Controversy over Required Reading on Islam at University of North Carolina

August 7, 2002

Source: The Washington Post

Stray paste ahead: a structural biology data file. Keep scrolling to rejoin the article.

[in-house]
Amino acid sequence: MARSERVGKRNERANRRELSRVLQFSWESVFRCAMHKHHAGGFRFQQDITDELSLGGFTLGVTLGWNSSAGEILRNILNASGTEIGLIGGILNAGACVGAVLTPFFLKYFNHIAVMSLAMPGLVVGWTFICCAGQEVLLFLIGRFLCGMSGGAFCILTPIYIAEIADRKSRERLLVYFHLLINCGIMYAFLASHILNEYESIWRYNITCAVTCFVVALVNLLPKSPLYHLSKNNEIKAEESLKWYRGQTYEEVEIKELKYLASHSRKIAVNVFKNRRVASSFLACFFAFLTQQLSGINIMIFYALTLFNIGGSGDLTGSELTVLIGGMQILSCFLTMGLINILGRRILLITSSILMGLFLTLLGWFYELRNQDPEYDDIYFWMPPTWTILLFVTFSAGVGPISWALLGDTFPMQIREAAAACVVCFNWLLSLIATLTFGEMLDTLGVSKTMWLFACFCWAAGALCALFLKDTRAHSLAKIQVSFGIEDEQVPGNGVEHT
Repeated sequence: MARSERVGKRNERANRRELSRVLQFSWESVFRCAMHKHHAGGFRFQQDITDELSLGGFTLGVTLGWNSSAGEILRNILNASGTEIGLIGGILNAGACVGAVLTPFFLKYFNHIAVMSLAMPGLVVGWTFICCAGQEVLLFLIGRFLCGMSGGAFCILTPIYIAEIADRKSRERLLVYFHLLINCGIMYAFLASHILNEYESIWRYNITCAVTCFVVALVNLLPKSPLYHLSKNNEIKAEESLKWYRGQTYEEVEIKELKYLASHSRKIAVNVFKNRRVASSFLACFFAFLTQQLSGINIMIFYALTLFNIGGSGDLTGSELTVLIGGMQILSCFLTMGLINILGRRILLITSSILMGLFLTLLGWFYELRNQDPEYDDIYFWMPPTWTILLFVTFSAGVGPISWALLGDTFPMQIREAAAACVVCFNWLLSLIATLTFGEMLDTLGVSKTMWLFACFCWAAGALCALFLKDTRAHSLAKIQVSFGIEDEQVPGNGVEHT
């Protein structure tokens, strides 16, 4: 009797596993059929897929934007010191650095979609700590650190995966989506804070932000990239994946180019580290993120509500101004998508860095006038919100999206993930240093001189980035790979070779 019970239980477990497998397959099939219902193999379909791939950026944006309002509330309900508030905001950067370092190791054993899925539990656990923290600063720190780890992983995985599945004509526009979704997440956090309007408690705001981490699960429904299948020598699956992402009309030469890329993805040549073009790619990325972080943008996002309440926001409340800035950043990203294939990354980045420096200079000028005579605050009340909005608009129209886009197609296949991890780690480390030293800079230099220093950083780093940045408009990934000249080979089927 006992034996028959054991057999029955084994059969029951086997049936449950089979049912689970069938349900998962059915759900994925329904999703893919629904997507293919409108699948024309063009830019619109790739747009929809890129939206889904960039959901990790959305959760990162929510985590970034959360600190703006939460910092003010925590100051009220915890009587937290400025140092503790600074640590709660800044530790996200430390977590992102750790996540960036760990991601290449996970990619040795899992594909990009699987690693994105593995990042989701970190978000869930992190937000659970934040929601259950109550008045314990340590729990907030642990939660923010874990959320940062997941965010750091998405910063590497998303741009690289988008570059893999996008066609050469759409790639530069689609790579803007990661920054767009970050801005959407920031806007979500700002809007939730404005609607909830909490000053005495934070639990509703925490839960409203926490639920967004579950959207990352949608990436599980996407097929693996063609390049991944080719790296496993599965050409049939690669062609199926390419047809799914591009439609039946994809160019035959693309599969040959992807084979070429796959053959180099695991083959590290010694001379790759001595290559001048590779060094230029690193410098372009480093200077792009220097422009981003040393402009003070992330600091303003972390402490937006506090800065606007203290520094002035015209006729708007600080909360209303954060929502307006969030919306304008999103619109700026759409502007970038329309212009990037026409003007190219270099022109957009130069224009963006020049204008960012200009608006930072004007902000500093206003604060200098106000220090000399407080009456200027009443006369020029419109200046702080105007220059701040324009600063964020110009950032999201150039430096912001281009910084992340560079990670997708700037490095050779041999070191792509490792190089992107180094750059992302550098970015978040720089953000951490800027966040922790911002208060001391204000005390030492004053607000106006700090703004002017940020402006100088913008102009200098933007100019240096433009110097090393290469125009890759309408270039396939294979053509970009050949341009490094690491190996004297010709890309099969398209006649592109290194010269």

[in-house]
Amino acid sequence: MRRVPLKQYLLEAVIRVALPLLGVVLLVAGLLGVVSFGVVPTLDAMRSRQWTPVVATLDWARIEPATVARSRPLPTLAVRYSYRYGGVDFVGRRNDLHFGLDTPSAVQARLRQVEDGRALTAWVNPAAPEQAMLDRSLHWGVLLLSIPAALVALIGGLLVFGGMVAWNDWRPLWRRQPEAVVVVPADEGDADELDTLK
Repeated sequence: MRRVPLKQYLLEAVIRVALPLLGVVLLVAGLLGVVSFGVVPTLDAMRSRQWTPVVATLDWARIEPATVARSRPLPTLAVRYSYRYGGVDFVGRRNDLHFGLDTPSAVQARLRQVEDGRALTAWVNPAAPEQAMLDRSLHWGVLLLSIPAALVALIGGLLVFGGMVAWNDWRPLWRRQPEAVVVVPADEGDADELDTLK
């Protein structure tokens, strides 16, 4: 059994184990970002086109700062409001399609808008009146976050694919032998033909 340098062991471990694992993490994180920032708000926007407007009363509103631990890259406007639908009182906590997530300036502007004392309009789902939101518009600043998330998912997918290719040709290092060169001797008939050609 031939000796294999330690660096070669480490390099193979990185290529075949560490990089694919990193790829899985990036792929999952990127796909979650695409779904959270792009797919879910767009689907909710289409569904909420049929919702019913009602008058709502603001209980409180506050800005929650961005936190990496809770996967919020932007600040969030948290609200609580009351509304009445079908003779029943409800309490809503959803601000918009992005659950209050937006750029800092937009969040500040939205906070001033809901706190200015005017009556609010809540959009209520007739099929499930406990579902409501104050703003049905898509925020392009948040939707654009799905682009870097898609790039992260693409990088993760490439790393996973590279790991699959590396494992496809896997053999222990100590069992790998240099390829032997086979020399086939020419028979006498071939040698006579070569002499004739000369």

On August 7, 2002, The Washington Post reported that the University of North Carolina at Chapel Hill "is asking all 3,500 incoming freshmen to read a book about Islam and [now] finds itself besieged in federal court and across the airwaves by Christian evangelists and other conservatives... The university chose 'Approaching the Qur'an: The Early Revelations'... because of intense interest in Islam since the Sept. 11 terrorist attacks...   To the university's faculty and some students, the dispute is about upholding UNC's tradition of academic freedom. To the university's critics, it's about maintaining America's moral backbone in the war on terrorism. And to other schools and educators across the country, it has a double lesson: demand for lectures and courses on Islam is higher than ever, but so is the sensitivity of the topic... The lawsuit against UNC... contends that it is unconstitutional for a publicly funded university to require students to study a specific religion...    In response to the uproar, the university last month amended the assignment... [so that] students who object to the reading can skip it and [write] a one-page paper explaining their objections."